Sat-Oh Stanisław Supłatowicz Indianin z Szydłowca Żołnierz Armii Krajowej
Sat-Okh (c. 1920 – July 3, 2003)
Amazing Story Of A Young Shawnee That Escaped Auschwitz, Outfoxed Nazis, And Promoted Indian Folklore.
Have you heard about the Polish Amerindian who fought the Germans in the Home Army (Armia Krajowa) and after the war wrote books to popularize Indian folklore in Poland? Exotic as it may sound, that in a nutshell is the story of Sat-Okh which in the Shawnee language means Long Feather.
Our story begins in the early 20th century when a Pole named Supłatowicz ran afoul of the Russian occupation forces in tsarist-ruled Poland and got sent to Siberia. His wife Stanisława followed him there, but he died several weeks after her arrival.
She struggled to survive in the Siberian wilderness and finally took advantage of the chaos that erupted during the 1917 Bolshevik Revolution to flee the country.
Braving the high seas in several small rowboats, together with 11 other exiles Stanisława embarked on the 80-kilometer (50-mile) voyage from Siberia to Alaska. Not all of her fellow travelers survived the crossing.
From Alaska, Stanisława made her way down to Canada where she found refuge among the Shawnee Indians. There she adopted the Indian name White Cloud and married the chief’s son Tall Eagle whom she bore three children, the youngest being Sat-Okh. Stanisława missed her homeland but it wasn’t until 1937 that word of Poland having regained its independence in 1918 reached her remote Indian camp in the Canadian wilds.
That made her decide to show her then 17-year-old son Sat-Okh her ancestral land. They had planned to spend only six months in Poland but got stranded there by the outbreak of World War II. The Polish-Indian half-breed lived with his mother in the town of Radom, 50 miles south of Warsaw. Thanks to a small secret compartment they made in their flat, a young Jewish girl survived the war.
Stanisław. as he was now known, completed his secondary education at an underground school (under the Nazis Poles were not allowed to go to high school) and worked at a post office. But his non-Aryan appearance made him suspect so he spent a year in a Nazi jail before being sent to Auschwitz.
Together with several other prisoners, he managed to break out of the cattle car transporting him to the German death camp. But he was shot in the leg by a guard while fleeing and went into hiding, nursing his wound for the next six months.
In 1943, Stasiek (short for Stanisław) joined the AK and received the pseudonym Kozak (Cossack). He also took part in many scouting missions as well as attacks on German transports and helped spring Polish prisoners in Nazi detention. His Indian skills made him a real asset to his unit,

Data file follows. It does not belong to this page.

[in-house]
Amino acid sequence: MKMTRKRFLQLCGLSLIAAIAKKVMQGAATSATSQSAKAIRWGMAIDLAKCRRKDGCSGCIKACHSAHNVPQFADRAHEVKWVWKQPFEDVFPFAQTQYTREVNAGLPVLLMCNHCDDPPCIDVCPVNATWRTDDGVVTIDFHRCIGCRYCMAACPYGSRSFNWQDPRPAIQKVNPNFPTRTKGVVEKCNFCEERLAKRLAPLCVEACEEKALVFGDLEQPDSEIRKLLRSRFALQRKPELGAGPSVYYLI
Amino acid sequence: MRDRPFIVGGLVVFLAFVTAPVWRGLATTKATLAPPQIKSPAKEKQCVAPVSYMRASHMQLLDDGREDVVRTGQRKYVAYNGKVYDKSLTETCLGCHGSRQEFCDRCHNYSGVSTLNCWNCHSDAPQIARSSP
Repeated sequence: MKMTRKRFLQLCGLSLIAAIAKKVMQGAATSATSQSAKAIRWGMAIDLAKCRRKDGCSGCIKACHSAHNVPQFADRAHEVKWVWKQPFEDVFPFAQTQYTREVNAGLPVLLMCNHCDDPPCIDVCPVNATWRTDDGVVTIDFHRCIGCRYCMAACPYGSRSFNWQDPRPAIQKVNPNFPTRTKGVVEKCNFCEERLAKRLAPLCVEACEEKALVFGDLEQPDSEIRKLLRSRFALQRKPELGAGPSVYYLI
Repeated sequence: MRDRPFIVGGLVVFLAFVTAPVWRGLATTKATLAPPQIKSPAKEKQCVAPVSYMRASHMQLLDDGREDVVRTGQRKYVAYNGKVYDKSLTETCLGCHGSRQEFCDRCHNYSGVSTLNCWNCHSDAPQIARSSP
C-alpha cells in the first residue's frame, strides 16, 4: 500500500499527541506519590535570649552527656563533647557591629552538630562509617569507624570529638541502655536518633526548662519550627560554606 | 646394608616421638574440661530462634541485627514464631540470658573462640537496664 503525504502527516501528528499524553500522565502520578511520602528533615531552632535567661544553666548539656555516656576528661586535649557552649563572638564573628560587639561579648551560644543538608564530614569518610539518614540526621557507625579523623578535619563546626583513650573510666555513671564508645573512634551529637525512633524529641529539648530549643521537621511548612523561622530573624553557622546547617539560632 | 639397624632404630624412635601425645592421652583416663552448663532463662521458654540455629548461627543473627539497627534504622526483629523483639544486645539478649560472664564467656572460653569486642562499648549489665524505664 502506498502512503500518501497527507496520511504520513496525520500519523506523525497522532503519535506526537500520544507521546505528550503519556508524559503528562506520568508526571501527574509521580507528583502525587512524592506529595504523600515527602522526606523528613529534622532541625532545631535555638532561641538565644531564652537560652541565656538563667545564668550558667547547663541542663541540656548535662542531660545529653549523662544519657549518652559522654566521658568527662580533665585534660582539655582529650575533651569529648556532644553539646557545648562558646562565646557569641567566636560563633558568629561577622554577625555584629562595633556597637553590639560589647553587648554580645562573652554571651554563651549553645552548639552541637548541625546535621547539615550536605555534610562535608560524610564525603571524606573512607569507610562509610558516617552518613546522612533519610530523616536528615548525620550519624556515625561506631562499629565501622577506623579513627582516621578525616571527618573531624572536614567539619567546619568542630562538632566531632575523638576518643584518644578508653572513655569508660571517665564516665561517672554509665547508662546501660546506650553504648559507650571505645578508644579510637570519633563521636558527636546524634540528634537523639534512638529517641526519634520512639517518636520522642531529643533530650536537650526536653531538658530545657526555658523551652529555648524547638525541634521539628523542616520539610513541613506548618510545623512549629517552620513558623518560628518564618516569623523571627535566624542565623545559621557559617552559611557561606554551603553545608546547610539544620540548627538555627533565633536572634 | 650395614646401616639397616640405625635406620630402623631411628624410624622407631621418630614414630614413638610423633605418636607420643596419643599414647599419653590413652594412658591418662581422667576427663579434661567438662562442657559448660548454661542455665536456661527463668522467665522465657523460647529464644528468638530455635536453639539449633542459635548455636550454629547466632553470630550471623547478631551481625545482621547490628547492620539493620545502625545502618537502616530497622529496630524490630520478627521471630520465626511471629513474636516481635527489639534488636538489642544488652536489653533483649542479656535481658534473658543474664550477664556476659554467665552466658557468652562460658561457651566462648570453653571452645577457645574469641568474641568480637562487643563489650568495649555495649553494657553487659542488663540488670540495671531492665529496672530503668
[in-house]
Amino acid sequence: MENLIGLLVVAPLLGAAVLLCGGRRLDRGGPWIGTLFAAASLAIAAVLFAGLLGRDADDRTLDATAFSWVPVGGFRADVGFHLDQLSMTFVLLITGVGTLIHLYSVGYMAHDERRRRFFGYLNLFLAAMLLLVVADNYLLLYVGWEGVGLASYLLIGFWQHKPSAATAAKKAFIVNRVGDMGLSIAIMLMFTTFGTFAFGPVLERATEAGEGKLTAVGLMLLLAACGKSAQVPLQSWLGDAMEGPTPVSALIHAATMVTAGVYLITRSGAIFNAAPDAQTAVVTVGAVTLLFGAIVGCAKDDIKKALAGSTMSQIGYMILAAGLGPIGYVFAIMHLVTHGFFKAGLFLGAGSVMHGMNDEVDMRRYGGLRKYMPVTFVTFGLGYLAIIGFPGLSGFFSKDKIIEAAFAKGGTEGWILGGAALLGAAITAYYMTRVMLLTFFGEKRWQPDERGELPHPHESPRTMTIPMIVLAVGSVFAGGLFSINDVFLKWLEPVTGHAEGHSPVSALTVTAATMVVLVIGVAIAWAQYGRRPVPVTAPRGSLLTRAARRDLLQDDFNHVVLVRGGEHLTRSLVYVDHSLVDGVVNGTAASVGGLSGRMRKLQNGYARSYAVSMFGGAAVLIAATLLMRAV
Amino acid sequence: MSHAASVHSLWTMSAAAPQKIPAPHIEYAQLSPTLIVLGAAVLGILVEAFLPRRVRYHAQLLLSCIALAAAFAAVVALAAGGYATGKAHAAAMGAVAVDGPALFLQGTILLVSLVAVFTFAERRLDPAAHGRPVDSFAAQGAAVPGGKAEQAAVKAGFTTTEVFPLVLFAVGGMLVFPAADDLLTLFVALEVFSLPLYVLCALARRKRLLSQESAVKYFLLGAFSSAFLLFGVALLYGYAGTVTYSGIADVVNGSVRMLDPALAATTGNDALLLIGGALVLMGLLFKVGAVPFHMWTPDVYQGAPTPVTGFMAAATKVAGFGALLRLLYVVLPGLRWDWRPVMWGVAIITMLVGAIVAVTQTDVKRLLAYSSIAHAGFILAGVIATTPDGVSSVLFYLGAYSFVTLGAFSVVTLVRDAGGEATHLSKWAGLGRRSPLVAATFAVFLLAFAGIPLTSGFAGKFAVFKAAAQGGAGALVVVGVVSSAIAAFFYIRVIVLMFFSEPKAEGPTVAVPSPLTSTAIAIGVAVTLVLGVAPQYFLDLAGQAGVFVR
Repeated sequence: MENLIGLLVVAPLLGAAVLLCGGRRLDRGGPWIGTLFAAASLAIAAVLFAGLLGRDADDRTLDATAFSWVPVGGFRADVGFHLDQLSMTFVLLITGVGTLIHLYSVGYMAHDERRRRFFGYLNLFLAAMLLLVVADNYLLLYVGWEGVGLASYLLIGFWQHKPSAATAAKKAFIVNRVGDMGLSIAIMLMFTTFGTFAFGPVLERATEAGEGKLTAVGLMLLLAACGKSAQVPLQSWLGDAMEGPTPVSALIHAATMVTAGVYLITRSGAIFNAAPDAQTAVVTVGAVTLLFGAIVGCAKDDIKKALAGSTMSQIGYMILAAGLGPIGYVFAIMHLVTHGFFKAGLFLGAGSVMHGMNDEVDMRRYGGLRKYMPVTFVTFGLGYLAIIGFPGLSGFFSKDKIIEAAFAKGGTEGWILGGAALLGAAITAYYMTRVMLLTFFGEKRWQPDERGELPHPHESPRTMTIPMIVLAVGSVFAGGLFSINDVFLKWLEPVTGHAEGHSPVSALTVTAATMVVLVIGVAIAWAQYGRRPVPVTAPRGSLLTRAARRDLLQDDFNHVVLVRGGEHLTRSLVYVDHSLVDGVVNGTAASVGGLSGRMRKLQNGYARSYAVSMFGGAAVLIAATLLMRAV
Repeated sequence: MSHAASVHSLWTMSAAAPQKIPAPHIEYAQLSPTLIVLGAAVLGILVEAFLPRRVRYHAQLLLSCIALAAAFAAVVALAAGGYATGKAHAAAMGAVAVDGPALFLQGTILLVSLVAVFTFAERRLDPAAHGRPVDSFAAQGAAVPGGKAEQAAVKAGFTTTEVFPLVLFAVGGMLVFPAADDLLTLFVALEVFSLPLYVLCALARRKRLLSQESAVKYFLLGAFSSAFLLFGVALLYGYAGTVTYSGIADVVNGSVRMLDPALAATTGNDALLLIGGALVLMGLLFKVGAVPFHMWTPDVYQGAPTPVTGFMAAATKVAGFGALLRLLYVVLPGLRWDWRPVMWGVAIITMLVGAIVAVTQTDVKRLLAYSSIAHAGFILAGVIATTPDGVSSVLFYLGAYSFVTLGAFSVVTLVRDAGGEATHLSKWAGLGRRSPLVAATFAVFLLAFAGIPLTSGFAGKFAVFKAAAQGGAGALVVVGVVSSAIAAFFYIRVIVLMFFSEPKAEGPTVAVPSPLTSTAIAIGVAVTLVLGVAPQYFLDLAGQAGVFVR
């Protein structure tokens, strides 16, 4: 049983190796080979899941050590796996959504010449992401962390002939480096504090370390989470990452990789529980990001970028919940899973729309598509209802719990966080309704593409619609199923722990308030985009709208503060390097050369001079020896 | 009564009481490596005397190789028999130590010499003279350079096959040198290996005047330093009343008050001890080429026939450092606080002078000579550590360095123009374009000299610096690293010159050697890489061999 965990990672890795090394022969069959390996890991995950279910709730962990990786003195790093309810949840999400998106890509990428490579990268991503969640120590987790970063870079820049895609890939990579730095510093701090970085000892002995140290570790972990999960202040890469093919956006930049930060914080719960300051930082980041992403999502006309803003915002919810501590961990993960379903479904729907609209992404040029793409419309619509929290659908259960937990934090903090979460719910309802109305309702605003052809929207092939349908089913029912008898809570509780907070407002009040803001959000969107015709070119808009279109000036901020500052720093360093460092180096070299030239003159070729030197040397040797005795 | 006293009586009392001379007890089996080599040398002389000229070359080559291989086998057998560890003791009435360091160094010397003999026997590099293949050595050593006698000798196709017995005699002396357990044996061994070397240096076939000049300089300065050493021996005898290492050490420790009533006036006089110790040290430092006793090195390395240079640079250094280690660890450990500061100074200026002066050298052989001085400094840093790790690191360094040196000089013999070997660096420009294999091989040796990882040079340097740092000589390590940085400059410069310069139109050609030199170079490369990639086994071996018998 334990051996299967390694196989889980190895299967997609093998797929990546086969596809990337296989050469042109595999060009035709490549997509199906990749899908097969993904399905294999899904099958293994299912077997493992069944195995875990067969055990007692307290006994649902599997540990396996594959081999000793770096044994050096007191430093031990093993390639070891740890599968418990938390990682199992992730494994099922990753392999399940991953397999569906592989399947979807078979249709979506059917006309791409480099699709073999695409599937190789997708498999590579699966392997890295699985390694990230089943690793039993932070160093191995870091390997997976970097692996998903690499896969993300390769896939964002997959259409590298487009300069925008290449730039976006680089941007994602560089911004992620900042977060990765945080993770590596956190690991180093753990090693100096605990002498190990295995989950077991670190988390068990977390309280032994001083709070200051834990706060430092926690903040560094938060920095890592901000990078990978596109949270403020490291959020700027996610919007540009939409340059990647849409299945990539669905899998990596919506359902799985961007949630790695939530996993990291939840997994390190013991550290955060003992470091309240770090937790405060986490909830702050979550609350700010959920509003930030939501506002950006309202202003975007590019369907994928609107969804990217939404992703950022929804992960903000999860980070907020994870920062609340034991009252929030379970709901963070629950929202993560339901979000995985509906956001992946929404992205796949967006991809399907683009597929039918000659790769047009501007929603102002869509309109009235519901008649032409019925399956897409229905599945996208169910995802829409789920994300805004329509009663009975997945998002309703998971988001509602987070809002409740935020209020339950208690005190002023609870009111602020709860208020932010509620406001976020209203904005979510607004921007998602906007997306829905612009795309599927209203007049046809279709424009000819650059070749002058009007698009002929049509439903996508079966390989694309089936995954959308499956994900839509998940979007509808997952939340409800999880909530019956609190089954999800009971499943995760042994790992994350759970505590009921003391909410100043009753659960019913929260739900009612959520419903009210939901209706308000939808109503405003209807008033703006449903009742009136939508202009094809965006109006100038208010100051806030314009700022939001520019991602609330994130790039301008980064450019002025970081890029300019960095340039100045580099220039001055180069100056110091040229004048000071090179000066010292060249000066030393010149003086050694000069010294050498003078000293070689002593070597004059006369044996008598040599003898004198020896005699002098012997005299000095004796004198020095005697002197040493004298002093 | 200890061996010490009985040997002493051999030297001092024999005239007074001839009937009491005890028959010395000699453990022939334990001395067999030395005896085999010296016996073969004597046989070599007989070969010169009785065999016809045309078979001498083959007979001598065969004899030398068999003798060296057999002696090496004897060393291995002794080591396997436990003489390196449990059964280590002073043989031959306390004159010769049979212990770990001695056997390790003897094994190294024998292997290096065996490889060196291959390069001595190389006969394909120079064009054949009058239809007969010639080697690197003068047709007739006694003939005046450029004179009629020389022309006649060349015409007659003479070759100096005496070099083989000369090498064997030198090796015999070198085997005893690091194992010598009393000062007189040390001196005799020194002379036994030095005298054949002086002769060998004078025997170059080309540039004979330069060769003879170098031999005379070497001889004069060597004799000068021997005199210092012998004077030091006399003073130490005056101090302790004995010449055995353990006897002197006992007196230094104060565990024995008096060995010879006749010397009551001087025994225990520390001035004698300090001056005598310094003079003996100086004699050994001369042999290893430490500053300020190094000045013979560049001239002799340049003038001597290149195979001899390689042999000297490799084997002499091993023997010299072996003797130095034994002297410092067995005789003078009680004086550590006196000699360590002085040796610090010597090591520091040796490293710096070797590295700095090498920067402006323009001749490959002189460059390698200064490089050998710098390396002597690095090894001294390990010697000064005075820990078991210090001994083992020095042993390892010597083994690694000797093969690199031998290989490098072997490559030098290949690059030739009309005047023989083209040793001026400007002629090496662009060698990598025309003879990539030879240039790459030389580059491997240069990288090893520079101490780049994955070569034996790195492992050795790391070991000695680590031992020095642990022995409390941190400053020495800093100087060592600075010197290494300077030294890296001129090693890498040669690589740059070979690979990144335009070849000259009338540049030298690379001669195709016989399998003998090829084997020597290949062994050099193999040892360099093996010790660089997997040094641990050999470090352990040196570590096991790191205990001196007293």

An accomplished horseman, the Pol-Indian could also silently creep through a forest and sneak up on the enemy. He taught his fellow AK fighters wilderness survival skills and the Indian way of using a knife as a lethal combat weapon. He also showed them how to outfox their Nazi pursuers by walking backwards through the forest. That sent the Germans off an a wild goose chase in the wrong direction.
After the war, Stanisław did time for his involvement with the AK which Poland’s communist regime regarded as an enemy force. After being released, he was drafted into the Polish Navy and later joined the Merchant Marine and settled in the Baltic Port of Gdańsk
Throughout his life, Stanisław Supłatowicz popularized Indian folklore in Poland by writing numerous Indian-themed adventure books. He also demonstrated Indian handicrafts and gave numerous talks on Polish TV shows.
Sat-Okh was the founder of the Polish Friends of Indians Movement, and in 2000 set up a North American Indian Museum in the northern Polish town of Wymysłów. Three years later death ended his fascinating career.
Under the name Sat Okh, Stanisław Supłatowicz published several autobiographical novels for children in Polish. They were translated into several European languages. The books describe a boy’s childhood and coming of age among the Shawnee in the Northwest Territories in the 1930s. Critics and reviewers of his work have noted that many of his descriptions are of First Nations life and customs associated with an earlier time period and with peoples of other geographical locations.
Ziemia słonych skał (The Land of Salt Rocks) (1958)
Biały mustang (White Mustang) (1959)
Dorogi skhodyat’sya (Roads Merge) (in Russian with Antonina Rasulova) (1973)
Powstanie człowieka (The Emergence of Man) (1981)
Fort nad Athabaską (Fort over Athabaska) (with Yackta-Oya) (1985)
Głos prerii (Sounds of the Prairie) (1990)
Tajemnica Rzeki Bobrów (The Mystery of Beaver River) (1996)